But as part of the cuts announced in the Comprehensive Spending Review, the commission has already announced plans to shed 150 jobs at the Commission’s UK headquarters in Edinburgh, and 350 jobs in England. These will go from two branches of the Commission’s operations – Forest Enterprise, which manages the public forest estate; and Forestry Services, which supports the grants and licensing system.
These figures do not include a third part of the Commission – Forest Research – which faces 25% cuts under the CSR. Details of these have yet to be announced, warned Prospect negotiator Malcolm Currie.
“Even with the U-turn, England’s forests still face real dangers, and we urge the public to keep up the pressure. These job cuts will affect staff in England, Scotland and possibly Wales, and what we’ve seen so far is just the tip of the iceberg.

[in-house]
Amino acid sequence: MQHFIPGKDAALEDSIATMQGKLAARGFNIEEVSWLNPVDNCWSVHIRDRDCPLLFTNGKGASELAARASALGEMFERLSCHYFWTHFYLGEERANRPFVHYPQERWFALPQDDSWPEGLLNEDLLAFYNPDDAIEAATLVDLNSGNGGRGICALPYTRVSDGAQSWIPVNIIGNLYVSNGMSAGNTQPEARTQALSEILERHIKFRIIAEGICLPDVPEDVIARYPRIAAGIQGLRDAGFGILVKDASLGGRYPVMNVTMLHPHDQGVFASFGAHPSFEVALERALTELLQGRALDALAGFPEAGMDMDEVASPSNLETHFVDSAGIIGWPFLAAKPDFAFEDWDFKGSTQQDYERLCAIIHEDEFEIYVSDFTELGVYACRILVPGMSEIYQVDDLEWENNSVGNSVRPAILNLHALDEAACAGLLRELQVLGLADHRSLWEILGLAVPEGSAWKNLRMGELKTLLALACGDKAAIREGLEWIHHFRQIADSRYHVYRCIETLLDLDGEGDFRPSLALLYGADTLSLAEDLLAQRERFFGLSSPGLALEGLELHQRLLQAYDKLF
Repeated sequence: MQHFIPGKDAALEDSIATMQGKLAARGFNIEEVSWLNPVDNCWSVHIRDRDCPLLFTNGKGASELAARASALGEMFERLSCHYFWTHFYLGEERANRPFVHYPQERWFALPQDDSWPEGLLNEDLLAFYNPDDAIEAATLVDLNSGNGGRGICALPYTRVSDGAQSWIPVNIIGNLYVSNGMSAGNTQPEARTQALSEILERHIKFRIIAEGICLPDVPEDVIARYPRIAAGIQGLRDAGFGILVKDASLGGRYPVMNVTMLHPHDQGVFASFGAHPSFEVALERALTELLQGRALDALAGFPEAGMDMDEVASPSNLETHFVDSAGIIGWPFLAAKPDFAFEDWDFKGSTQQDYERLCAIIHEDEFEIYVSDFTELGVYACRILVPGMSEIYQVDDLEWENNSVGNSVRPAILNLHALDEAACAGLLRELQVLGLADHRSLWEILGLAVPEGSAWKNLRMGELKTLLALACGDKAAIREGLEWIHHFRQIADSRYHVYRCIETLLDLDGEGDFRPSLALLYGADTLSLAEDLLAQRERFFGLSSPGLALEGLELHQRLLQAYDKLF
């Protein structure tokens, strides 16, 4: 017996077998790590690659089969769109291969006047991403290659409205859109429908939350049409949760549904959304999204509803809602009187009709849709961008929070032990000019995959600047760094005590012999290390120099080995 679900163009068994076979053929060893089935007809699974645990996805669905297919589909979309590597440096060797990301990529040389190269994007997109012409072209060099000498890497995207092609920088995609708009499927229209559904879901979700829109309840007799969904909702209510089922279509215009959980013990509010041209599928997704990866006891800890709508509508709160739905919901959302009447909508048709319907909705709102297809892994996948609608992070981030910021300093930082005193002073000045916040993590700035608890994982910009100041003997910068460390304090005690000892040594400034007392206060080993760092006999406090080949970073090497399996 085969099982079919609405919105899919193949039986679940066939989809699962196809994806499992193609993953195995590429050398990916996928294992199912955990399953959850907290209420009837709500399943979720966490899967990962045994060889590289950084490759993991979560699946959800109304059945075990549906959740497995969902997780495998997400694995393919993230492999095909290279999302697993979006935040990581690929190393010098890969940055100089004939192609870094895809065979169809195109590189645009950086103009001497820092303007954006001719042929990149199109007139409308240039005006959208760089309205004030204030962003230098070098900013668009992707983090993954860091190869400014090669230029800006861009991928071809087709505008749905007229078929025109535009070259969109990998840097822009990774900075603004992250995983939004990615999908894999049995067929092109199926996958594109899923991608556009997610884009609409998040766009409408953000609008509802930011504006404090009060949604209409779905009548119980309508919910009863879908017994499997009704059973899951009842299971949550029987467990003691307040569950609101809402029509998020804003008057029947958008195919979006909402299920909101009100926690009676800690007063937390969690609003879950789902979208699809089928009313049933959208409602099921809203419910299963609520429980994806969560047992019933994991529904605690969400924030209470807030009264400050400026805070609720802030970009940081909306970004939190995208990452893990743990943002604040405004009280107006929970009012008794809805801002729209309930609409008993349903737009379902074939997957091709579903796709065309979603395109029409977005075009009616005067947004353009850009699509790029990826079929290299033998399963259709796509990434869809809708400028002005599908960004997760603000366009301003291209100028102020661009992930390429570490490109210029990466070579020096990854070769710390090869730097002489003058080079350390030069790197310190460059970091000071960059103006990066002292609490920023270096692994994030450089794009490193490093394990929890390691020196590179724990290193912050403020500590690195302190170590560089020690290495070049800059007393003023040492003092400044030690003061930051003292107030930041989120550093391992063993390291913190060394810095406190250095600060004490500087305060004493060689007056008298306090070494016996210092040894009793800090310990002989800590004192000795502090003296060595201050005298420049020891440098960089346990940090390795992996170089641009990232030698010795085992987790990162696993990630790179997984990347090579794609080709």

“Although we’ve won this particular battle the war is not yet over because the ability of the Forestry Commission to do its job properly will be compromised. Given the myriad of benefits that come from the Commission’s work, and the huge wave of public support, it is short-sighted to go ahead with these cuts. We urge the public to keep up the pressure on the government to leave the Commission alone.”
Prospect has 270 members in the Commission, many of whom carry out vital environmental research to guard against and combat tree diseases and monitor climate change. They depend on the librarians, photographers, and other specialists whose jobs are also in danger.